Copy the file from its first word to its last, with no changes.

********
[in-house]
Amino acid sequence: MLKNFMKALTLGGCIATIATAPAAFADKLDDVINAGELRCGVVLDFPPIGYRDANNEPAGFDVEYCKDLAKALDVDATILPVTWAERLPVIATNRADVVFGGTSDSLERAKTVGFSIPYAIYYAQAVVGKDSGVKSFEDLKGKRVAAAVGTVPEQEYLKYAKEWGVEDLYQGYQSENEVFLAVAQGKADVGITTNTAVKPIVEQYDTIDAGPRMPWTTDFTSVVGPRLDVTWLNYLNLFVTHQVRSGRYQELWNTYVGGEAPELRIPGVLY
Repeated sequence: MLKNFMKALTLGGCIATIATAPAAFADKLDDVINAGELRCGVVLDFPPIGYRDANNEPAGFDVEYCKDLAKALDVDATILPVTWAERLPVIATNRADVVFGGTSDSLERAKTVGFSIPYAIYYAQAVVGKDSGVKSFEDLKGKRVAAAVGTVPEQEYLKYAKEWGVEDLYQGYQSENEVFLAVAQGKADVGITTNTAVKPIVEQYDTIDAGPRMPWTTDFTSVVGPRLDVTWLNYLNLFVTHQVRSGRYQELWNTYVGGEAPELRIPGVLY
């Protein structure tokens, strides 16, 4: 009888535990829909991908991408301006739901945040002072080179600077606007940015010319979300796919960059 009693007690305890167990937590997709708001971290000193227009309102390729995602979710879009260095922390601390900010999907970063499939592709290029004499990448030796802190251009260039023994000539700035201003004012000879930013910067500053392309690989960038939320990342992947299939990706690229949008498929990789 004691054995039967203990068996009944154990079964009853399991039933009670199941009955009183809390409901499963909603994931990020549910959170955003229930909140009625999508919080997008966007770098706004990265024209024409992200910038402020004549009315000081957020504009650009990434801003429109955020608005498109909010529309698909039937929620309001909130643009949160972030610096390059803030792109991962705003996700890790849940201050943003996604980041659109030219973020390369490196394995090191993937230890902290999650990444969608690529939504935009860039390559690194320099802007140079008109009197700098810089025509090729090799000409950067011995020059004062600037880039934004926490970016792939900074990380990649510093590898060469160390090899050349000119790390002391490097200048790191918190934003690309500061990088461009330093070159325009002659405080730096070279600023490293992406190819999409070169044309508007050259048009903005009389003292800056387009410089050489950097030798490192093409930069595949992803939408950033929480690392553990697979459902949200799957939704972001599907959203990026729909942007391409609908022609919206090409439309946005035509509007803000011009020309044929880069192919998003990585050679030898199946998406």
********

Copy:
[in-house]
Amino acid sequence: MLKNFMKALTLGGCIATIATAPAAFADKLDDVINAGELRCGVVLDFPPIGYRDANNEPAGFDVEYCKDLAKALDVDATILPVTWAERLPVIATNRADVVFGGTSDSLERAKTVGFSIPYAIYYAQAVVGKDSGVKSFEDLKGKRVAAAVGTVPEQEYLKYAKEWGVEDLYQGYQSENEVFLAVAQGKADVGITTNTAVKPIVEQYDTIDAGPRMPWTTDFTSVVGPRLDVTWLNYLNLFVTHQVRSGRYQELWNTYVGGEAPELRIPGVLY
Repeated sequence: MLKNFMKALTLGGCIATIATAPAAFADKLDDVINAGELRCGVVLDFPPIGYRDANNEPAGFDVEYCKDLAKALDVDATILPVTWAERLPVIATNRADVVFGGTSDSLERAKTVGFSIPYAIYYAQAVVGKDSGVKSFEDLKGKRVAAAVGTVPEQEYLKYAKEWGVEDLYQGYQSENEVFLAVAQGKADVGITTNTAVKPIVEQYDTIDAGPRMPWTTDFTSVVGPRLDVTWLNYLNLFVTHQVRSGRYQELWNTYVGGEAPELRIPGVLY
């Protein structure tokens, strides 16, 4: 009888535990829909991908991408301006739901945040002072080179600077606007940015010319979300796919960059 009693007690305890167990937590997709708001971290000193227009309102390729995602979710879009260095922390601390900010999907970063499939592709290029004499990448030796802190251009260039023994000539700035201003004012000879930013910067500053392309690989960038939320990342992947299939990706690229949008498929990789 004691054995039967203990068996009944154990079964009853399991039933009670199941009955009183809390409901499963909603994931990020549910959170955003229930909140009625999508919080997008966007770098706004990265024209024409992200910038402020004549009315000081957020504009650009990434801003429109955020608005498109909010529309698909039937929620309001909130643009949160972030610096390059803030792109991962705003996700890790849940201050943003996604980041659109030219973020390369490196394995090191993937230890902290999650990444969608690529939504935009860039390559690194320099802007140079008109009197700098810089025509090729090799000409950067011995020059004062600037880039934004926490970016792939900074990380990649510093590898060469160390090899050349000119790390002391490097200048790191918190934003690309500061990088461009330093070159325009002659405080730096070279600023490293992406190819999409070169044309508007050259048009903005009389003292800056387009410089050489950097030798490192093409930069595949992803939408950033929480690392553990697979459902949200799957939704972001599907959203990026729909942007391409609908022609919206090409439309946005035509509007803000011009020309044929880069192919998003990585050679030898199946998406």